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The Transport Authority, as part of efforts to stamp out lewdness and profanity on public passenger vehicles, has instituted a behaviour change training programme, targeted at students.
Speaking at the JIS Think Tank on Wednesday (July 13), Joan Fletcher, Managing Director of the Transport Authority, observed that some of the activities that take place on the buses were just “a reflection of some of the things taking place in the wider society.” To this end, the Authority has decided to do its part “to create some change nationally” by engaging students and young people in behavioural change training.
“We have conducted various programmes where we actually teach students within the school, train them to be peer counsellors, so they will now address the issues by counselling their peers, who might engage in deviant behaviours or have an unhealthy lifestyle. We are hoping not just to deal with operators, but to create change through the schools, so we have been working on that programme,” Mrs. Fletcher outlined.
This strategy, in tandem with recent changes to the Road Traffic Act, to among other things, make illegal, the playing of music in buses, is expected to lead to an overall improvement in the public transportation sector. The amendment stipulates that, “the operator should not install or cause to be installed, musical equipment in the vehicles, neither audio nor visual.”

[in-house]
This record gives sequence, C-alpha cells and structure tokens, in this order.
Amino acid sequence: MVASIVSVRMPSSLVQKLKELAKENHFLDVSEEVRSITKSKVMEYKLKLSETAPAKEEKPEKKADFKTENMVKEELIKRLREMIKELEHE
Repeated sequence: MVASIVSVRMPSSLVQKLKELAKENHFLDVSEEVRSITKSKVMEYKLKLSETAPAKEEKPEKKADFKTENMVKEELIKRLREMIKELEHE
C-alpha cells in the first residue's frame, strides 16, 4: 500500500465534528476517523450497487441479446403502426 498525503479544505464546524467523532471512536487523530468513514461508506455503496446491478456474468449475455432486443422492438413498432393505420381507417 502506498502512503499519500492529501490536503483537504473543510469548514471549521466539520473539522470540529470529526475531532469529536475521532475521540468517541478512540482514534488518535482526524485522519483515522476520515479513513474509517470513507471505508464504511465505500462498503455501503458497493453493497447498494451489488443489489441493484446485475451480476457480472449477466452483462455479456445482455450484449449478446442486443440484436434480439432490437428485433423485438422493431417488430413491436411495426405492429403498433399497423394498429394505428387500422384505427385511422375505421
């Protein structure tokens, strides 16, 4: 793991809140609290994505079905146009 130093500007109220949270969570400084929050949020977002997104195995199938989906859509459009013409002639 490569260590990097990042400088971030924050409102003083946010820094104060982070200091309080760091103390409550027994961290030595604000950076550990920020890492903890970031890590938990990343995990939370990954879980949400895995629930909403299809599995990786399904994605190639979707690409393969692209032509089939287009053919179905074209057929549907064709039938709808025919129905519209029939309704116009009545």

This decision, though seemingly draconian, became necessary because motor vehicle operators tended to “take a yard when given an inch by the Transport Authority”, Mrs. Fletcher commented.
“Over the years, we have battled with it, saying listen, ‘don’t turn up the music’, but it has gotten out of hand, to the point where we now believe that the only thing that can be done and should be done, is to say, no equipment in the vehicle at all,” she explained.
Continuing, the Managing Director noted that this amendment was in keeping with international standards, where music is not usually allowed on public passenger vehicles. There are certain exemptions however, for contract carriage vehicles, or those used in the tourism sector, which are allowed to have musical equipment on their vehicles.
The amendments to the Road Traffic and Transport Authority Acts came into effect last month (June 2005) and the Transport Authority Inspectors along with the Jamaica Constabulary Force are currently on the roads enforcing the law.
The Transport Authority is mandated to monitor and regulate the public transportation sector throughout the island, and deal with the licensing of all public and commercial vehicles.